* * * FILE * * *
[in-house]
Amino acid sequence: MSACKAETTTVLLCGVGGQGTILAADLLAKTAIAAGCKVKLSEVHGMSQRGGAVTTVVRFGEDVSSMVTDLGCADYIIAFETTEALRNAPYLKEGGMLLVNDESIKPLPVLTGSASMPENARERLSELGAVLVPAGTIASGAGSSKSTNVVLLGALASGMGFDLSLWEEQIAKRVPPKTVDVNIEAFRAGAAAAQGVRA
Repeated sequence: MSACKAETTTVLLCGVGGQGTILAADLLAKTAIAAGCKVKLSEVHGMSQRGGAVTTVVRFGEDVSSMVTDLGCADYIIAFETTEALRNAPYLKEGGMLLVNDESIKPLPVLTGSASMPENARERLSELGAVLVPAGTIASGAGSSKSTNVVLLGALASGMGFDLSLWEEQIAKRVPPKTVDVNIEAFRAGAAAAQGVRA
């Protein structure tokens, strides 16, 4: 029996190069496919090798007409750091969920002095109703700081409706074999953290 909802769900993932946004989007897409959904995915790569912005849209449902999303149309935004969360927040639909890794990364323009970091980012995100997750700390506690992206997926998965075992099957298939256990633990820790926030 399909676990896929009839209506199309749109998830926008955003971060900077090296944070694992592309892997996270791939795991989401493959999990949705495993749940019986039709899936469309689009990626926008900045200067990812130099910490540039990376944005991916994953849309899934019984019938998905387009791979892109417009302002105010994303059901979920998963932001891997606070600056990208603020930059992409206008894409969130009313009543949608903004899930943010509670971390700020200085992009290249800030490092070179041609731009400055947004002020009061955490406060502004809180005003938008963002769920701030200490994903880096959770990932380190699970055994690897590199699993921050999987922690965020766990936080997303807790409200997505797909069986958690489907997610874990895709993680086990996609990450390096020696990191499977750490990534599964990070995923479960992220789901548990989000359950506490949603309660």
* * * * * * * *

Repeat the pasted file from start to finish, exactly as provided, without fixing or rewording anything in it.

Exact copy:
[in-house]
Amino acid sequence: MSACKAETTTVLLCGVGGQGTILAADLLAKTAIAAGCKVKLSEVHGMSQRGGAVTTVVRFGEDVSSMVTDLGCADYIIAFETTEALRNAPYLKEGGMLLVNDESIKPLPVLTGSASMPENARERLSELGAVLVPAGTIASGAGSSKSTNVVLLGALASGMGFDLSLWEEQIAKRVPPKTVDVNIEAFRAGAAAAQGVRA
Repeated sequence: MSACKAETTTVLLCGVGGQGTILAADLLAKTAIAAGCKVKLSEVHGMSQRGGAVTTVVRFGEDVSSMVTDLGCADYIIAFETTEALRNAPYLKEGGMLLVNDESIKPLPVLTGSASMPENARERLSELGAVLVPAGTIASGAGSSKSTNVVLLGALASGMGFDLSLWEEQIAKRVPPKTVDVNIEAFRAGAAAAQGVRA
């Protein structure tokens, strides 16, 4: 029996190069496919090798007409750091969920002095109703700081409706074999953290 909802769900993932946004989007897409959904995915790569912005849209449902999303149309935004969360927040639909890794990364323009970091980012995100997750700390506690992206997926998965075992099957298939256990633990820790926030 399909676990896929009839209506199309749109998830926008955003971060900077090296944070694992592309892997996270791939795991989401493959999990949705495993749940019986039709899936469309689009990626926008900045200067990812130099910490540039990376944005991916994953849309899934019984019938998905387009791979892109417009302002105010994303059901979920998963932001891997606070600056990208603020930059992409206008894409969130009313009543949608903004899930943010509670971390700020200085992009290249800030490092070179041609731009400055947004002020009061955490406060502004809180005003938008963002769920701030200490994903880096959770990932380190699970055994690897590199699993921050999987922690965020766990936080997303807790409200997505797909069986958690489907997610874990895709993680086990996609990450390096020696990191499977750490990534599964990070995923479960992220789901548990989000359950506490949603309660």